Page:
If it sounds like I’m giving short shrift to the “plot” here, rest assured, I’m not. It’s paper-thin. As in, cheap-toilet paper thin. And the same can be said for the “talent” on display here. Jackie Vernon isn’t funny. He never was funny. Neither are the jokes. They couldn’t have even looked funny on paper. The supporting cast, for the most part,  seem to be doing this for beer money, much like Vernon himself, who goes from henpecked husband to cannibalistic serial killer without ever once changing —or even adopting—a facial expression, and delivers every single line as if we were reading from the script. The gore effects, what few there are,  don’t even rise to “that’s so bad it’s kinda cool” level. The direction is flat, lifeless, and utterly without anything resembling even the most basic ideas of “flair.” You’ll honestly wonder if every scene was done in one take.  The film was apparently shot for about $70,000-$80,000, and 20 grand of that went to Vernon. I couldn’t tell you where the rest went—it doesn’t seem to be on display in the finished product.

Director Wayne Berwick had an interesting pedigree—he’s the son of exploitation veteran Irv Berwick, whose career spanned a good three decades or so and included such varied titles as “The Monster Of Piedras Blancas” and “Malibu High.” I guess he thought he’d give it a go at following in the old man’s footsteps, but this and the 1986 straight-to-video “The Naked Monster” were his only turns in the director’s chair. In fact, this movie never even got picked up for a theatrical run and sat on the shelves until its first video release in 1982.

According to an interview with Berwick in Stephen Thrower’s “Nightmare USA,” this film was intended to play for the “stoner crowd,” which just goes to show you how poorly conceived the whole enterprise was from the outset. “I’ve got it—let’s make a movie for the stoners starring a 60-something, washed-up, no-talent comedian who wasn’t even cool in their parents’ days.” Oooooo-kay then—

Anthem Pictures' "Microwave Massacre" DVD

Anthem Pictures' "Microwave Massacre" DVD

An outfit that I’ve never heard of called Anthem Pictures released this flick on DVD a couple of years ago. It’s a bare-bones release that looks like a direct-from- VHS transfer and features no extras whatsoever. Somehow that seems appropriate.

 To sum things up, then—if you watch “Microwave Massacre,” I must warn you that you’ll wish you could turn the clock back to the time in your life before you saw it once it’s over. You’ll wish you had never known such a thing could exist. This film will make you pray to whatever deity you used to  believe in before you you started watching it that your brain would just melt and start oozing out your ears because you’ll swear it’s turning to mush inside your head  and you just want the pain to be over with. You’ll long for the life you used to have before you’d been exposed to it. And then you’ll want to watch it again.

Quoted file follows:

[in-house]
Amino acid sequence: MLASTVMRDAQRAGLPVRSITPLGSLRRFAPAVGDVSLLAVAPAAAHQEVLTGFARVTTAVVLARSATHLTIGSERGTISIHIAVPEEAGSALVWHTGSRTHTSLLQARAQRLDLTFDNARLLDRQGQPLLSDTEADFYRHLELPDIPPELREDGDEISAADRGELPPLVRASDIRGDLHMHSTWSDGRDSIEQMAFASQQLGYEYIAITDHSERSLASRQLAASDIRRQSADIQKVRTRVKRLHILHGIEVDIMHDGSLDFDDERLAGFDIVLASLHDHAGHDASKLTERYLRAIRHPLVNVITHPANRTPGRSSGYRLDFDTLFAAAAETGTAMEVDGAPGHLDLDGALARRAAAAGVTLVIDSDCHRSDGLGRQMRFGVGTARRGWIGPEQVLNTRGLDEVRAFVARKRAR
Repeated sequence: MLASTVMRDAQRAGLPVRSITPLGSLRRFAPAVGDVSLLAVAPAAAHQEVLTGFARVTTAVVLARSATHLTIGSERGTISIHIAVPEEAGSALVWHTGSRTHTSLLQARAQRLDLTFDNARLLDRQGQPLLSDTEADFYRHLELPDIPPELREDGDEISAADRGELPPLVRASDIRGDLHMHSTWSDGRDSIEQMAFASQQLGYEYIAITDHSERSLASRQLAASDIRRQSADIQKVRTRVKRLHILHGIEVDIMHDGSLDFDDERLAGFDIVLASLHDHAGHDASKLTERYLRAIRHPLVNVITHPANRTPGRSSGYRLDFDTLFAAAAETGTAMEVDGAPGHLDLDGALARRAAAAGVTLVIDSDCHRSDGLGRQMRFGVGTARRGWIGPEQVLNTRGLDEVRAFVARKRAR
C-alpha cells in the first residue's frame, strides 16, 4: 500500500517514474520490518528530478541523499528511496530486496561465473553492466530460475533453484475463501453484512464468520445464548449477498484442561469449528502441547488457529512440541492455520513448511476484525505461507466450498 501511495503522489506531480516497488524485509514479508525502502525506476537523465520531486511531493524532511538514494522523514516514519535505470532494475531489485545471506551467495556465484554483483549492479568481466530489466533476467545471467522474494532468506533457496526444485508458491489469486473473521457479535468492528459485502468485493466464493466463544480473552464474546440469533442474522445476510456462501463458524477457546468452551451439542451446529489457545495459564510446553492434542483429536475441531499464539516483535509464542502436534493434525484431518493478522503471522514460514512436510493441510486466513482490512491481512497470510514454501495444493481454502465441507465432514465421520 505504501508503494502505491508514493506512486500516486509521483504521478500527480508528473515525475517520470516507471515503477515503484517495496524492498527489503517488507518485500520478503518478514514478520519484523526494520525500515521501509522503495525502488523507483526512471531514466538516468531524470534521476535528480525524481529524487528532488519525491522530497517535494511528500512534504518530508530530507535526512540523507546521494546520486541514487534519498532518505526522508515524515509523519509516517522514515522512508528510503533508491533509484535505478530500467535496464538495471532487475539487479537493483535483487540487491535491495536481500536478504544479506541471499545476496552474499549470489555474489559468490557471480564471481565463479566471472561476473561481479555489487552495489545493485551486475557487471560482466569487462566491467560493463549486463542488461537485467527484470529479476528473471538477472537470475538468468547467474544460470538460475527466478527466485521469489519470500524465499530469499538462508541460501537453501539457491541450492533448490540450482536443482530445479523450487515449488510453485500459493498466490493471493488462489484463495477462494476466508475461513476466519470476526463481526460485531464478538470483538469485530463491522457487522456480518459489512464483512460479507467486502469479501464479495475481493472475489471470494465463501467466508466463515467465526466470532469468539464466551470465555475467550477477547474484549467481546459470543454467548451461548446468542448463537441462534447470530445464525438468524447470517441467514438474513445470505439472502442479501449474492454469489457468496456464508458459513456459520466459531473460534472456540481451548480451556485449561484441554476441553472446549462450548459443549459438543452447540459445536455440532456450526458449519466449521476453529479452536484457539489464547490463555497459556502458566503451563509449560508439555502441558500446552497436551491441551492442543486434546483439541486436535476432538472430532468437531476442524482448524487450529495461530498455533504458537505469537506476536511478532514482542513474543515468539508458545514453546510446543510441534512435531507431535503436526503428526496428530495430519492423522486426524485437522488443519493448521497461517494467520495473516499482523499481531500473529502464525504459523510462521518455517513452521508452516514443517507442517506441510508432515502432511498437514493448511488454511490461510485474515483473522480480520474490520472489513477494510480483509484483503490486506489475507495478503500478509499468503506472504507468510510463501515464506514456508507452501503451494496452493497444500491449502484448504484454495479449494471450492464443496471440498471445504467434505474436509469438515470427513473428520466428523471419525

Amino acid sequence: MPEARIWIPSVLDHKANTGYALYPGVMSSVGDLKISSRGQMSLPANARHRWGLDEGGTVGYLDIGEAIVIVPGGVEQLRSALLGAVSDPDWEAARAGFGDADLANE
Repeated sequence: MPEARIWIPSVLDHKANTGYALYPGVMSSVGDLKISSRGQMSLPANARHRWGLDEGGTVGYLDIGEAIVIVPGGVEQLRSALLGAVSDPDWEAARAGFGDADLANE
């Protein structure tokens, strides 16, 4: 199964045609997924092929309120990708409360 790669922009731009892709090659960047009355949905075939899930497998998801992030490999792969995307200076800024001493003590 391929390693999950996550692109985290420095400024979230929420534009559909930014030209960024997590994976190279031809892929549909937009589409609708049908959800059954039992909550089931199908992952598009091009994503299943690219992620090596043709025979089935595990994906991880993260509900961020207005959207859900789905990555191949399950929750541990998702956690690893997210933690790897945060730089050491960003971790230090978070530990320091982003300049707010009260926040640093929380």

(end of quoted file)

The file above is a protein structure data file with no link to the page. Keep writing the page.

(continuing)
Promo Poster For Dire Wit Films' "Isle Of The Damned"

Promo Poster For Dire Wit Films' "Isle Of The Damned"

I’ll be the first to admit that I’m not at all a fan of Troma-style “instant cult classics,” if you will, and prefer films that actually earn their “cult” status without the aid of a fully-laid-out blueprint, but I must admit that “Isle Of The Damned” the second feature from director Mark Colgrove and Dire Wit Films, is a refeshingly bizarre serving of intentional cinematic sewage that spoofs the excesses of the Italian cannibal film subgenre while not losing completely the sense of genuine unease that the best of these flicks, like Deodato’s “Cannibal Holocaust,” instill in their viewers. In other words, “Isle Of The Damned” does make you laugh and also makes you feel ashamed for doing so.

This is thanks in large part to a truly disturbing subplot involving Billy, the young teenage ward (played by a guy in his late 20s/early 30s, naturally) of lead character “Jack Steele” about which the less I reveal the better— suffice it to say that Billy’s travails are the source of much uneasy laughter during the course of the film, and while the typical cheesiness of fake moustaches, overtly lousy dubbing, over-the-top cheap gore effects and the like are easy enough to crack fun at without feeling guilty, laughing at the struggles of “poor little Billy” will give you the same feeling as watching the animal slaughter in “Cannibal Holocaust”—you don’t really want to see it, but you can’t turn away. In that sense, then, “Isle Of The Damned” succeeds because it not only mocks but also captures the spirit of the Italian cannibal subgenre, since it’s just as cringeworthy, albeit in a completely different way.

Sure, much of the humor is overly obvious (the supposed “director” of this “lost classic” is “Antonello Giallo,” for instance, and the film’s promo poster blares that it was “Banned In 492 Countries,”) but there is plenty of unexpected and more ambiguous ” humor” peppered throughout in addition to blatant absurdities like a “jungle locations” that look like upstate New York or southern rural  New Jersey and a huge mansion located on a primitive, “uncivilized” island.

Does the entire film still have the overall subtlelty of a hammer blow to the skull? Of course, but that’s part of its—and I use this term loosely—charm. I certainly wouldn’t recommend this film to everyone, but if you think that the “instant cult classic” genre has nothing to offer, I’d humbly suggest that you give “Isle Of The Damned,” warts and all, a chance. Shot for something like $20,000, this film delivers the warped and twisted goods and leaves you feeling guilty for having so much fun. Who can ask for more than that?